How are movies made in Bollywood?

There is no set procedure of how to make a film in Bollywood or for that matter other film industry in this world. Karan Johar’s formula may not work for Rohit Shetty while Priyadarshan’s rib tickling style may not work for Ram Gopal Varma. The movie making process is a mix of the actors and the crew’s talent, the Director’s ability to bring vision onto the silver screen and the Production team’s promotion/networking.

Whether a film works or not, whether financiers make money on the movie or not and whether the actor and actress have an affair or not, one thing is sure – The show must go on. Putting all that aside, if you have ever wondered how movies are made in Bollywood, here is a glimpse into the timeline of a film – from concept to celluloid.

Making a movie: Story and concept

The story is the very first step in the process of filmmaking. The Director might like to write the story so that his/her vision is communicated succinctly. The Film Financier might want to buy an upcoming writer’s story if he/she is looking for good projects to invest in. The Senior Producer may recommend a personal connection with a storywriter from an idea incubation agency.

On the other hand, the Financier may have a eureka moment for a story in his/her shower one day and hire a writer to get the idea out on paper. Bottom line, there are multiple ways in which the story of a Bollywood movie, or for that matter, any movie is selected.

This period is called The Development Phase in Hollywood. This is the phase when the story of the movie is chosen, book adaptations are licensed, key crew members are gathered to envisage the story on celluloid and so on.

In Bollywood, filmmakers may hear out story narrations from aspiring writers or rummage through a bunch of hard bound scripts to see what they like. Traditionally groomed filmmakers may choose to stick to a story idea that catches their fancy.

Making a movie: Script

Once the story itself is frozen upon, whether in the form of a synopsis or an executive summary, the script comes into the picture. The script of a movie can typically be a 200-300 page spiral bounded document which breaks down the story into scenes, adds dialogue, instructions of enacting the dialogues, descriptions of the setting and so on. As a rule of thumb, one page of the script amounts to one minute of filmed footage.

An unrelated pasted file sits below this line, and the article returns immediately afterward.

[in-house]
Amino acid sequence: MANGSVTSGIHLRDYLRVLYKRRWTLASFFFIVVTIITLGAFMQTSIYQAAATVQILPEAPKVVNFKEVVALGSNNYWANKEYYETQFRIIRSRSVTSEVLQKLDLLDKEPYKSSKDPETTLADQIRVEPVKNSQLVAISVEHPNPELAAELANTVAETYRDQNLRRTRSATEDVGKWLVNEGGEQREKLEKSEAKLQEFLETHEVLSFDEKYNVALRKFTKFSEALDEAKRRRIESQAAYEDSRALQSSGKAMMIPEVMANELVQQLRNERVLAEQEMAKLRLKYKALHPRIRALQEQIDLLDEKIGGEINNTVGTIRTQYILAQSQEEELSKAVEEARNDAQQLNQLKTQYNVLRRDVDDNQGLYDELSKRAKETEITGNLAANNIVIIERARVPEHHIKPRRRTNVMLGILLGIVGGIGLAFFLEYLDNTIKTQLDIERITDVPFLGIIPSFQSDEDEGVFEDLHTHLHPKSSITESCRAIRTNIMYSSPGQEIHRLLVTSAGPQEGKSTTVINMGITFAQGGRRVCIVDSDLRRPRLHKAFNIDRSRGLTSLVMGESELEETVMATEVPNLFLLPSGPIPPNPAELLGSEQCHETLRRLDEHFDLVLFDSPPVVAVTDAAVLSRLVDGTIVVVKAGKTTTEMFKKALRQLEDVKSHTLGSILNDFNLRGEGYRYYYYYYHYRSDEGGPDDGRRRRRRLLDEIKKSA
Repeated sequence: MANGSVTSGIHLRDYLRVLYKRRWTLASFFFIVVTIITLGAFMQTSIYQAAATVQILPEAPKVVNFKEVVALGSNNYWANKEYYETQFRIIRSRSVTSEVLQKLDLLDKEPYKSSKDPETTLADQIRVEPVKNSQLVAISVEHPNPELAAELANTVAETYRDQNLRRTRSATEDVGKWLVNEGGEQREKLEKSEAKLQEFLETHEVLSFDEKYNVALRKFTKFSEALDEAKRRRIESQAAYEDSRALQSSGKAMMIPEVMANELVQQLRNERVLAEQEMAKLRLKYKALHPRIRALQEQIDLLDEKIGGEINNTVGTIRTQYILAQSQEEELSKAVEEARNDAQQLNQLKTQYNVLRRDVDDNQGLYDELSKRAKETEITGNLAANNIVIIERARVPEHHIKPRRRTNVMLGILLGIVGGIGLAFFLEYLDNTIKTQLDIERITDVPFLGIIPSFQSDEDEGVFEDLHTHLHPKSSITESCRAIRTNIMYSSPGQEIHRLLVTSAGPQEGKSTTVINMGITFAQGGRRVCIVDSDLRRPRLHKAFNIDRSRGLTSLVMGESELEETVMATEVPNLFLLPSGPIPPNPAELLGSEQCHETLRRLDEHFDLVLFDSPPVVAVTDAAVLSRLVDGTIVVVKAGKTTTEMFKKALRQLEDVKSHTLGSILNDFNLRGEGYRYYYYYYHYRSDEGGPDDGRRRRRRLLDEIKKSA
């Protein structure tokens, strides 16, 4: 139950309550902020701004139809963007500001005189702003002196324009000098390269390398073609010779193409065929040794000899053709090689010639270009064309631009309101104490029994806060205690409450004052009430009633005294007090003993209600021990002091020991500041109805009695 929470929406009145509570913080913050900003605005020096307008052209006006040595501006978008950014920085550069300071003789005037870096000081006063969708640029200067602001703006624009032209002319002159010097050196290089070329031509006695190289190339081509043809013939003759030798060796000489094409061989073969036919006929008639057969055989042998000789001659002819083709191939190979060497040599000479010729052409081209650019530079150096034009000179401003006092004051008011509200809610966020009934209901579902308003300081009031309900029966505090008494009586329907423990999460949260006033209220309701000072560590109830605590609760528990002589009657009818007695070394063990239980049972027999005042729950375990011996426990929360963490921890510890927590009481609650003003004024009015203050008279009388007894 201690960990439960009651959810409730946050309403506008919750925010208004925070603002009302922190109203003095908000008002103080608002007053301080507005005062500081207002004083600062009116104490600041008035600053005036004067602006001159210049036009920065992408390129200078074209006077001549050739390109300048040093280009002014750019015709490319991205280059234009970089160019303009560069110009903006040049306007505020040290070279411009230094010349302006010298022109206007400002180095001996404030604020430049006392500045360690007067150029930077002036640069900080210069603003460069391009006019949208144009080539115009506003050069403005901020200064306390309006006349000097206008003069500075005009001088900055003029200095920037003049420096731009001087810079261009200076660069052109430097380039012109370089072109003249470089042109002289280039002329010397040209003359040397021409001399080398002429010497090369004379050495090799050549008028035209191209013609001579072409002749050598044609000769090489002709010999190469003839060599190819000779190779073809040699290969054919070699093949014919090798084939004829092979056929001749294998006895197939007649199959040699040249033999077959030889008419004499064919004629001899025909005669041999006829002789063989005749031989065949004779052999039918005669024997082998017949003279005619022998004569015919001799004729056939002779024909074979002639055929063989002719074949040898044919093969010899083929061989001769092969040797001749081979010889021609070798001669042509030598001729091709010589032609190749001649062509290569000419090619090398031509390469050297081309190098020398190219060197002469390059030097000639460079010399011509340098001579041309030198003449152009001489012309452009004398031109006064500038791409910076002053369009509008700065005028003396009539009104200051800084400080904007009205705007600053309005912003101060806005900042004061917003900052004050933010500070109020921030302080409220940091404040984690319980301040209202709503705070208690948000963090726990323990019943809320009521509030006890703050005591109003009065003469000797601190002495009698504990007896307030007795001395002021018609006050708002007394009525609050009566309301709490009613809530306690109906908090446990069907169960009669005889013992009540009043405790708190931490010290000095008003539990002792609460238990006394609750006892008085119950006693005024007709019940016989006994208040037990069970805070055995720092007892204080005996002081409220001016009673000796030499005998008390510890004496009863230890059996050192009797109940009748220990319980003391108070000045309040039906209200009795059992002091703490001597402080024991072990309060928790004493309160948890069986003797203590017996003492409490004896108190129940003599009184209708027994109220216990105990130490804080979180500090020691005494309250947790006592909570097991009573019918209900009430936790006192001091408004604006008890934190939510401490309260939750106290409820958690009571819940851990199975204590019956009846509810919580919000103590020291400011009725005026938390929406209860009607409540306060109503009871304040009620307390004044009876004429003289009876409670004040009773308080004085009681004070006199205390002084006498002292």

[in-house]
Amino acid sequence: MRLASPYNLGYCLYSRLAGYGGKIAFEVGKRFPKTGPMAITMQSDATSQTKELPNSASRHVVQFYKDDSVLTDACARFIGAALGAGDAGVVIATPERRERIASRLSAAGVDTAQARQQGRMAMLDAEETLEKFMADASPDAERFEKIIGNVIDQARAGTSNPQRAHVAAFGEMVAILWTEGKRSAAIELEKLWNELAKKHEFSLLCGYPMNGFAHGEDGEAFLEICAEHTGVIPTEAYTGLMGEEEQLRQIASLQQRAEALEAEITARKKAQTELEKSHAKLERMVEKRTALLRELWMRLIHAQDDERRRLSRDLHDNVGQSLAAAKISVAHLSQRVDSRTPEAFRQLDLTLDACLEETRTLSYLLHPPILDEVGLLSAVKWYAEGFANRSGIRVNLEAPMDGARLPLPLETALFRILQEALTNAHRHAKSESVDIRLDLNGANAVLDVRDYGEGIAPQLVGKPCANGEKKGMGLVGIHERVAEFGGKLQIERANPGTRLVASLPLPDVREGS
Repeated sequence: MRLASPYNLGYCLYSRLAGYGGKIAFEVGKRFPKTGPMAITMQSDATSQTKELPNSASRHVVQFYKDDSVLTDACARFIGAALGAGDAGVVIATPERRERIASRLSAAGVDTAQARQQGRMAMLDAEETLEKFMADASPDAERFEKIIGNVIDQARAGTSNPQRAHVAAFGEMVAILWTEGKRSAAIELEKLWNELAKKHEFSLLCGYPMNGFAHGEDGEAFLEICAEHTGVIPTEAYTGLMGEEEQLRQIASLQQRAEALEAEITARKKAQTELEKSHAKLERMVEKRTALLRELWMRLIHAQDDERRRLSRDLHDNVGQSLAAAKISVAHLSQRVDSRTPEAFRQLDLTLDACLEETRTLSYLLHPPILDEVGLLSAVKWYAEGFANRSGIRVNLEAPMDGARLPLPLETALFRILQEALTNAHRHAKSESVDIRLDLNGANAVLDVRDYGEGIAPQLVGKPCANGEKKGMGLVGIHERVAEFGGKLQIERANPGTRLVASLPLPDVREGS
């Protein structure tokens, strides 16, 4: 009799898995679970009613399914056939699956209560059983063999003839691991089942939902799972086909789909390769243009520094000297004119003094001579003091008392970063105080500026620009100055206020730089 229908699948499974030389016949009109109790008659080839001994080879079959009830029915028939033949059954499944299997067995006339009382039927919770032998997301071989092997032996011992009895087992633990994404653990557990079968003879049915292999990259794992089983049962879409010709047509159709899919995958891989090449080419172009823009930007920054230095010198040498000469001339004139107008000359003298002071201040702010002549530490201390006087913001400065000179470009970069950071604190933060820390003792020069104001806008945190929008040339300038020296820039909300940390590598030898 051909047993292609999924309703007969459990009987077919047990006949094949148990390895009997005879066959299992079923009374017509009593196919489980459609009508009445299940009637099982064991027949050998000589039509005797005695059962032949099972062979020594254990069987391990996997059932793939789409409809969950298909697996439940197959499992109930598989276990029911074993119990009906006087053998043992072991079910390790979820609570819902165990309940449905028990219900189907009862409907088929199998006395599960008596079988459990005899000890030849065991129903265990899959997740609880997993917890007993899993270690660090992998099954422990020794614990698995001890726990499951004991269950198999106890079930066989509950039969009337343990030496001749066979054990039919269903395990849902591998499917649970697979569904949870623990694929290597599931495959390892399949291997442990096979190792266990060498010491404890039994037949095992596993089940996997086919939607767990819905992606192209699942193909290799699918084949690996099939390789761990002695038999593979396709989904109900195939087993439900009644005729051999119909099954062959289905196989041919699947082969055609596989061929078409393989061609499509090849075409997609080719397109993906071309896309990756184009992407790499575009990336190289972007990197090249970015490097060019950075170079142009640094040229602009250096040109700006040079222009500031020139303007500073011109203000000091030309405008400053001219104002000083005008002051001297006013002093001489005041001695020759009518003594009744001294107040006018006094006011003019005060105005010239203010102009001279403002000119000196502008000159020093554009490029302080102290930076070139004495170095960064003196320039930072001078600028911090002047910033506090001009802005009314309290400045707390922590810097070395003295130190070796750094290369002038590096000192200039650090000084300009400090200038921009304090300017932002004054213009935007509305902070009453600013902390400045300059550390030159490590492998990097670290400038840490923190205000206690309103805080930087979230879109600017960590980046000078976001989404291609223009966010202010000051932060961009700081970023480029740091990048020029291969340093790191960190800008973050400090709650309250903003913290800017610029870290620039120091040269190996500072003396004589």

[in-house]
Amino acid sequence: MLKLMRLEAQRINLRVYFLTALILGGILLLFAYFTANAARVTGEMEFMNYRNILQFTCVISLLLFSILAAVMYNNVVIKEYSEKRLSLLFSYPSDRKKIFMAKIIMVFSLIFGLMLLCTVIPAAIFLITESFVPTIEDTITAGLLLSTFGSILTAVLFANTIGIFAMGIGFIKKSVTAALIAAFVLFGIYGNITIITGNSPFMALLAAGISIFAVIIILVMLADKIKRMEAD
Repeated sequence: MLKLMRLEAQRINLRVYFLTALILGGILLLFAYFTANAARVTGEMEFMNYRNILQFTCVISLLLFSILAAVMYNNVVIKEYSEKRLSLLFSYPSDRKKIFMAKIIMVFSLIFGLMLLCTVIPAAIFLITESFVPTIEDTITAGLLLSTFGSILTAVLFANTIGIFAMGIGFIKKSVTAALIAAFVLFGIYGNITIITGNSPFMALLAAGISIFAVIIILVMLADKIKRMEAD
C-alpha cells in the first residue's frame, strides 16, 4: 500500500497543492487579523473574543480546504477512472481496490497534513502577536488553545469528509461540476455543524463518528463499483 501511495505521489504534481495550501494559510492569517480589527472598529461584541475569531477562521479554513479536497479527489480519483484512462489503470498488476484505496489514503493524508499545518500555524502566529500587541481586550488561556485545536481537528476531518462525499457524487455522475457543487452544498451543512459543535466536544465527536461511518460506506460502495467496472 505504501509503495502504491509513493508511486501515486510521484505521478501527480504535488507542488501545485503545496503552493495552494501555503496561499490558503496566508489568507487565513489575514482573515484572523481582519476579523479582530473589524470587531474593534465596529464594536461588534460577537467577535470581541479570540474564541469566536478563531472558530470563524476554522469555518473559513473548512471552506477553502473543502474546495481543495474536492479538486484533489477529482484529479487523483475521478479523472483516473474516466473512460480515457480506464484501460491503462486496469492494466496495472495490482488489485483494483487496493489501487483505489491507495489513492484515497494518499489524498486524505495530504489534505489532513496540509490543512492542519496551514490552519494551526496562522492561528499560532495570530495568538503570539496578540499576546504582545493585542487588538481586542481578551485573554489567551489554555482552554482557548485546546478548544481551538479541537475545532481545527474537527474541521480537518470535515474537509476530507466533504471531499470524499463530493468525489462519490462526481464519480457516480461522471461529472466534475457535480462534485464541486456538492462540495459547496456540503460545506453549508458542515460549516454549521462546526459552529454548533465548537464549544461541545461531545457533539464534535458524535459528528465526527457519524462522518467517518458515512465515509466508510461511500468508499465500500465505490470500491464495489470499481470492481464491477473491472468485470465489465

Making a movie: Screenplay

The screenplay follows the script. It carries further details about how a certain scene should be filmed, camera angle specifications, visual demeanour of a particular shot and so on. Hollywood has technicians with nuanced job descriptions such as Script Doctors and Script Supervisors for working in the Development phase. In Bollywood, many screenplay writers are also proficient lyricists.

Making a movie: Crew

Film crew members can either be loyalists to film production houses or be working in freelance capacities. Apart from the Director and the Producer, the key crew members include

Chief or First Assistant Director

Associate Director

Executive Producer

Line Producer

Associate / Supervising Producer

Art Director


Sound Engineer

Costume Designer

Background Score Composer / Music Composer


Director of Photography

Action Director

Making a movie: Auditions

Whilst work on the story and screenplay is ongoing, the head of the Direction and Casting team simultaneously begin auditions for actors and hiring the crew.

Making a movie: Budget

The contribution and insights of the key crew members is critical while drawing up the budget of a movie on the basis of the script. Before the budget is finalized the senior crew conducts a Location Recce. This includes scouting various indoor and outdoor locations according to the demands of the script. Every element of the backdrop, actor’s costumes, sound, colour and lighting are influenced by the locations that are available to the crew.

Making a movie: Production